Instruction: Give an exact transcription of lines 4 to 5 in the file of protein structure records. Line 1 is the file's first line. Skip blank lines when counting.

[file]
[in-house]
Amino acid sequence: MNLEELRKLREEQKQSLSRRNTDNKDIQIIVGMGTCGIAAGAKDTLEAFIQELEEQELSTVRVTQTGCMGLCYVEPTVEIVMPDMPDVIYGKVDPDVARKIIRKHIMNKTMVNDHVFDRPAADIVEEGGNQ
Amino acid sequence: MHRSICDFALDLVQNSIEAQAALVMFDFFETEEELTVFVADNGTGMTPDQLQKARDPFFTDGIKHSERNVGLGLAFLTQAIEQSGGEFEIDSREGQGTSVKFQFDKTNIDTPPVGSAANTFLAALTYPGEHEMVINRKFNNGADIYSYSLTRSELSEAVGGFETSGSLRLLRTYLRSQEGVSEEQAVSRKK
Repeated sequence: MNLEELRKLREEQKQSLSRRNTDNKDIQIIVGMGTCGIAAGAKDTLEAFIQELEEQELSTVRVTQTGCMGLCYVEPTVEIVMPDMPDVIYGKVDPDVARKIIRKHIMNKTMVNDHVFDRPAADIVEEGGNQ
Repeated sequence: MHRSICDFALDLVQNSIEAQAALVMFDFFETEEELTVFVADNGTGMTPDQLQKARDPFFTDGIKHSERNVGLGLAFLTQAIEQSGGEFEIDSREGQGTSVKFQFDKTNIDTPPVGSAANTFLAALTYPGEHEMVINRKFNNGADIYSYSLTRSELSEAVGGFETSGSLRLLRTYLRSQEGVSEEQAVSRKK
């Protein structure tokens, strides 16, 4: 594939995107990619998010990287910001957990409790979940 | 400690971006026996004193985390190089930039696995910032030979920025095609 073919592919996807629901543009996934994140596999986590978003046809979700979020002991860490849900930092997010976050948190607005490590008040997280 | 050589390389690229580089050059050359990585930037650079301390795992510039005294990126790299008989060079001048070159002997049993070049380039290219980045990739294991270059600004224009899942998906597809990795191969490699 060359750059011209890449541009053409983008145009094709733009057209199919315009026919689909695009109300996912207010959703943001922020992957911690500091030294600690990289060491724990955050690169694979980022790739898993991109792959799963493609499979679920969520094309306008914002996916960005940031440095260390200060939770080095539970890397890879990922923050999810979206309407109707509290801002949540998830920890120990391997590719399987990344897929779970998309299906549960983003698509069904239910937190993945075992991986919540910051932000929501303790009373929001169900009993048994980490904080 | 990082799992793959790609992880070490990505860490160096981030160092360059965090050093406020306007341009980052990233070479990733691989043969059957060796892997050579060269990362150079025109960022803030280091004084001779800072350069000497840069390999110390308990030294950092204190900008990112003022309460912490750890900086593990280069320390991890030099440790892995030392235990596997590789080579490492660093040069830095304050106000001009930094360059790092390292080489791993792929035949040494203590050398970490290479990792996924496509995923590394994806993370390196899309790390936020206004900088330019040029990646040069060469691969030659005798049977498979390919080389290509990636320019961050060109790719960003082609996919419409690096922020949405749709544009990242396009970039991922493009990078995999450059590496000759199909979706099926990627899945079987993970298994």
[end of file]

Repeated sequence: MNLEELRKLREEQKQSLSRRNTDNKDIQIIVGMGTCGIAAGAKDTLEAFIQELEEQELSTVRVTQTGCMGLCYVEPTVEIVMPDMPDVIYGKVDPDVARKIIRKHIMNKTMVNDHVFDRPAADIVEEGGNQ
Repeated sequence: MHRSICDFALDLVQNSIEAQAALVMFDFFETEEELTVFVADNGTGMTPDQLQKARDPFFTDGIKHSERNVGLGLAFLTQAIEQSGGEFEIDSREGQGTSVKFQFDKTNIDTPPVGSAANTFLAALTYPGEHEMVINRKFNNGADIYSYSLTRSELSEAVGGFETSGSLRLLRTYLRSQEGVSEEQAVSRKK